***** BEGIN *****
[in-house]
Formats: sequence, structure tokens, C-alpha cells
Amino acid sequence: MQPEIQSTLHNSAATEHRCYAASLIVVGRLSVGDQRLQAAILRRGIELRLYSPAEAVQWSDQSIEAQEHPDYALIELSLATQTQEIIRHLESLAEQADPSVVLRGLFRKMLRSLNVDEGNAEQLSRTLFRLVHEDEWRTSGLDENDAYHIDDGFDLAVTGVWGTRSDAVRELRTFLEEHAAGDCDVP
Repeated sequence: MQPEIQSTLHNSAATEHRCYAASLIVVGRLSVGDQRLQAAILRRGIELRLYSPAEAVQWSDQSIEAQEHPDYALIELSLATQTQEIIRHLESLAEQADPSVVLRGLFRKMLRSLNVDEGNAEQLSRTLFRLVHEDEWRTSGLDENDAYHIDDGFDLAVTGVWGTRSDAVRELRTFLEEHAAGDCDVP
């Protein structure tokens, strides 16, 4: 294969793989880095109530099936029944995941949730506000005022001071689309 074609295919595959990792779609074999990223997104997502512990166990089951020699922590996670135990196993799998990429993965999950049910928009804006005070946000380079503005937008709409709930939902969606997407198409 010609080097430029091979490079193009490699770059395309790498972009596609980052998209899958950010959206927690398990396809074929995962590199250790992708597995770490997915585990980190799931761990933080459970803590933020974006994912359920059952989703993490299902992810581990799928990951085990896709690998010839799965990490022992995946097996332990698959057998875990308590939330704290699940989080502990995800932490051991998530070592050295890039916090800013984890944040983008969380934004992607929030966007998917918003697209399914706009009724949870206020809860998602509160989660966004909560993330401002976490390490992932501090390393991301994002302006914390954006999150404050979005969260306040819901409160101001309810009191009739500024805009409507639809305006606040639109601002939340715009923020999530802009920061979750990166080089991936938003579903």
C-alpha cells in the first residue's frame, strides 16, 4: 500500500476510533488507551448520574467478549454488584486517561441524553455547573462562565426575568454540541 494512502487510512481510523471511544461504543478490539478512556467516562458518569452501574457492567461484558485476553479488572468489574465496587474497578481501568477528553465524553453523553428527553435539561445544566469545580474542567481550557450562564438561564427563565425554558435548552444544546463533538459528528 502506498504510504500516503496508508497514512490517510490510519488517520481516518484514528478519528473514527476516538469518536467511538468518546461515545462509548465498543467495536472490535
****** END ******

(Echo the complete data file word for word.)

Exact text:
[in-house]
Formats: sequence, structure tokens, C-alpha cells
Amino acid sequence: MQPEIQSTLHNSAATEHRCYAASLIVVGRLSVGDQRLQAAILRRGIELRLYSPAEAVQWSDQSIEAQEHPDYALIELSLATQTQEIIRHLESLAEQADPSVVLRGLFRKMLRSLNVDEGNAEQLSRTLFRLVHEDEWRTSGLDENDAYHIDDGFDLAVTGVWGTRSDAVRELRTFLEEHAAGDCDVP
Repeated sequence: MQPEIQSTLHNSAATEHRCYAASLIVVGRLSVGDQRLQAAILRRGIELRLYSPAEAVQWSDQSIEAQEHPDYALIELSLATQTQEIIRHLESLAEQADPSVVLRGLFRKMLRSLNVDEGNAEQLSRTLFRLVHEDEWRTSGLDENDAYHIDDGFDLAVTGVWGTRSDAVRELRTFLEEHAAGDCDVP
């Protein structure tokens, strides 16, 4: 294969793989880095109530099936029944995941949730506000005022001071689309 074609295919595959990792779609074999990223997104997502512990166990089951020699922590996670135990196993799998990429993965999950049910928009804006005070946000380079503005937008709409709930939902969606997407198409 010609080097430029091979490079193009490699770059395309790498972009596609980052998209899958950010959206927690398990396809074929995962590199250790992708597995770490997915585990980190799931761990933080459970803590933020974006994912359920059952989703993490299902992810581990799928990951085990896709690998010839799965990490022992995946097996332990698959057998875990308590939330704290699940989080502990995800932490051991998530070592050295890039916090800013984890944040983008969380934004992607929030966007998917918003697209399914706009009724949870206020809860998602509160989660966004909560993330401002976490390490992932501090390393991301994002302006914390954006999150404050979005969260306040819901409160101001309810009191009739500024805009409507639809305006606040639109601002939340715009923020999530802009920061979750990166080089991936938003579903």
C-alpha cells in the first residue's frame, strides 16, 4: 500500500476510533488507551448520574467478549454488584486517561441524553455547573462562565426575568454540541 494512502487510512481510523471511544461504543478490539478512556467516562458518569452501574457492567461484558485476553479488572468489574465496587474497578481501568477528553465524553453523553428527553435539561445544566469545580474542567481550557450562564438561564427563565425554558435548552444544546463533538459528528 502506498504510504500516503496508508497514512490517510490510519488517520481516518484514528478519528473514527476516538469518536467511538468518546461515545462509548465498543467495536472490535